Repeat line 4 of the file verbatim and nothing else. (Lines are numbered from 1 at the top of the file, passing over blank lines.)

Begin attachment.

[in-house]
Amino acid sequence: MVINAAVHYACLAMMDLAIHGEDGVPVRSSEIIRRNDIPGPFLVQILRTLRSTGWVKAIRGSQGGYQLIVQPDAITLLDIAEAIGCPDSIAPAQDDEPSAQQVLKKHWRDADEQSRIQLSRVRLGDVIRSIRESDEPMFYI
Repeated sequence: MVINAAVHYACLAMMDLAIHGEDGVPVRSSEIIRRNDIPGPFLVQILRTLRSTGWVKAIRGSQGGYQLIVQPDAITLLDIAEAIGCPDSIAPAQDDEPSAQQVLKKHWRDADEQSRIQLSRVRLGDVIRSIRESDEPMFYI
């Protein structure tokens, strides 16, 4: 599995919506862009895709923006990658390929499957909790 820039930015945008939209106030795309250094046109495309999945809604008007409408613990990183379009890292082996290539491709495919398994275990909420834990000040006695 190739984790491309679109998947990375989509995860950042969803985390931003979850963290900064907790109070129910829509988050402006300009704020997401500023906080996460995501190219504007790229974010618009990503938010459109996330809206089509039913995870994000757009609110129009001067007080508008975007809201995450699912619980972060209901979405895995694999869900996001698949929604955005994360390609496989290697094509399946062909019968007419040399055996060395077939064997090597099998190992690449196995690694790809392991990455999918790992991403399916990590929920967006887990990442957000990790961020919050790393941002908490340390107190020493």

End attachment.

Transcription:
């Protein structure tokens, strides 16, 4: 599995919506862009895709923006990658390929499957909790 820039930015945008939209106030795309250094046109495309999945809604008007409408613990990183379009890292082996290539491709495919398994275990909420834990000040006695 190739984790491309679109998947990375989509995860950042969803985390931003979850963290900064907790109070129910829509988050402006300009704020997401500023906080996460995501190219504007790229974010618009990503938010459109996330809206089509039913995870994000757009609110129009001067007080508008975007809201995450699912619980972060209901979405895995694999869900996001698949929604955005994360390609496989290697094509399946062909019968007419040399055996060395077939064997090597099998190992690449196995690694790809392991990455999918790992991403399916990590929920967006887990990442957000990790961020919050790393941002908490340390107190020493």